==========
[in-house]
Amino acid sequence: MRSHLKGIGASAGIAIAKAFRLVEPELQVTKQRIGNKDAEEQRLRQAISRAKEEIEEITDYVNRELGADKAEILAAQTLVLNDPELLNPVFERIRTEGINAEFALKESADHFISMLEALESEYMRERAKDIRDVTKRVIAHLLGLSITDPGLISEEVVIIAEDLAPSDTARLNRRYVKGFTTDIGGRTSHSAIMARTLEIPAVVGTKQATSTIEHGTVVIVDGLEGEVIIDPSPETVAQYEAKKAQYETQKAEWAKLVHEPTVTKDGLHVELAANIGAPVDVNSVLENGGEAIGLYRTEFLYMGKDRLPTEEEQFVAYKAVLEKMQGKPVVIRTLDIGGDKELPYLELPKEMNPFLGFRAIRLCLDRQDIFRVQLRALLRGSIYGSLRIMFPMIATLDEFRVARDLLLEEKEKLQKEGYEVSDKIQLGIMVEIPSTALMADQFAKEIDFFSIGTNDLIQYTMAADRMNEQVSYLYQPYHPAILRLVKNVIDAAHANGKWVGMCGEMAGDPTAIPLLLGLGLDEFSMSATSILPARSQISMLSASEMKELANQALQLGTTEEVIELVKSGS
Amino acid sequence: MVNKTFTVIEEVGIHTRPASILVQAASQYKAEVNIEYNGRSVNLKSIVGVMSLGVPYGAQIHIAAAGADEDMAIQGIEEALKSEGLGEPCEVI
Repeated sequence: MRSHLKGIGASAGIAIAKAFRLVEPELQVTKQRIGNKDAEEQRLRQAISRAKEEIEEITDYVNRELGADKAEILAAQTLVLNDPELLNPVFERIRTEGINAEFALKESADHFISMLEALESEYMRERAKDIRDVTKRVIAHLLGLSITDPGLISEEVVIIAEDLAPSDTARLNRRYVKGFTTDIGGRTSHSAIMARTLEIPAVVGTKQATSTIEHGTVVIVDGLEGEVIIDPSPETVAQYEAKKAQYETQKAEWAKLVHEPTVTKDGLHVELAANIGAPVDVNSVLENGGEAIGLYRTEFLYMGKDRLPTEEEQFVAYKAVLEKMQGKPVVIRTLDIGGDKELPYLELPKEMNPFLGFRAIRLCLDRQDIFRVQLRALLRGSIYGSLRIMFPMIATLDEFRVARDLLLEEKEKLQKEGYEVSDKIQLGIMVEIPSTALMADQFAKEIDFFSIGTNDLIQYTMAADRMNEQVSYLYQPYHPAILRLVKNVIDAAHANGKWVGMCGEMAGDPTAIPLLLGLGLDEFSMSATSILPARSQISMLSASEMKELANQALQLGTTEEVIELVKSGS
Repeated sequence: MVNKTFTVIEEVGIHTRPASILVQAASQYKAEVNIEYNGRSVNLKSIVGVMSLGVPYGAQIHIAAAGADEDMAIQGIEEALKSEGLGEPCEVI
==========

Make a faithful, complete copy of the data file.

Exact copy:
[in-house]
Amino acid sequence: MRSHLKGIGASAGIAIAKAFRLVEPELQVTKQRIGNKDAEEQRLRQAISRAKEEIEEITDYVNRELGADKAEILAAQTLVLNDPELLNPVFERIRTEGINAEFALKESADHFISMLEALESEYMRERAKDIRDVTKRVIAHLLGLSITDPGLISEEVVIIAEDLAPSDTARLNRRYVKGFTTDIGGRTSHSAIMARTLEIPAVVGTKQATSTIEHGTVVIVDGLEGEVIIDPSPETVAQYEAKKAQYETQKAEWAKLVHEPTVTKDGLHVELAANIGAPVDVNSVLENGGEAIGLYRTEFLYMGKDRLPTEEEQFVAYKAVLEKMQGKPVVIRTLDIGGDKELPYLELPKEMNPFLGFRAIRLCLDRQDIFRVQLRALLRGSIYGSLRIMFPMIATLDEFRVARDLLLEEKEKLQKEGYEVSDKIQLGIMVEIPSTALMADQFAKEIDFFSIGTNDLIQYTMAADRMNEQVSYLYQPYHPAILRLVKNVIDAAHANGKWVGMCGEMAGDPTAIPLLLGLGLDEFSMSATSILPARSQISMLSASEMKELANQALQLGTTEEVIELVKSGS
Amino acid sequence: MVNKTFTVIEEVGIHTRPASILVQAASQYKAEVNIEYNGRSVNLKSIVGVMSLGVPYGAQIHIAAAGADEDMAIQGIEEALKSEGLGEPCEVI
Repeated sequence: MRSHLKGIGASAGIAIAKAFRLVEPELQVTKQRIGNKDAEEQRLRQAISRAKEEIEEITDYVNRELGADKAEILAAQTLVLNDPELLNPVFERIRTEGINAEFALKESADHFISMLEALESEYMRERAKDIRDVTKRVIAHLLGLSITDPGLISEEVVIIAEDLAPSDTARLNRRYVKGFTTDIGGRTSHSAIMARTLEIPAVVGTKQATSTIEHGTVVIVDGLEGEVIIDPSPETVAQYEAKKAQYETQKAEWAKLVHEPTVTKDGLHVELAANIGAPVDVNSVLENGGEAIGLYRTEFLYMGKDRLPTEEEQFVAYKAVLEKMQGKPVVIRTLDIGGDKELPYLELPKEMNPFLGFRAIRLCLDRQDIFRVQLRALLRGSIYGSLRIMFPMIATLDEFRVARDLLLEEKEKLQKEGYEVSDKIQLGIMVEIPSTALMADQFAKEIDFFSIGTNDLIQYTMAADRMNEQVSYLYQPYHPAILRLVKNVIDAAHANGKWVGMCGEMAGDPTAIPLLLGLGLDEFSMSATSILPARSQISMLSASEMKELANQALQLGTTEEVIELVKSGS
Repeated sequence: MVNKTFTVIEEVGIHTRPASILVQAASQYKAEVNIEYNGRSVNLKSIVGVMSLGVPYGAQIHIAAAGADEDMAIQGIEEALKSEGLGEPCEVI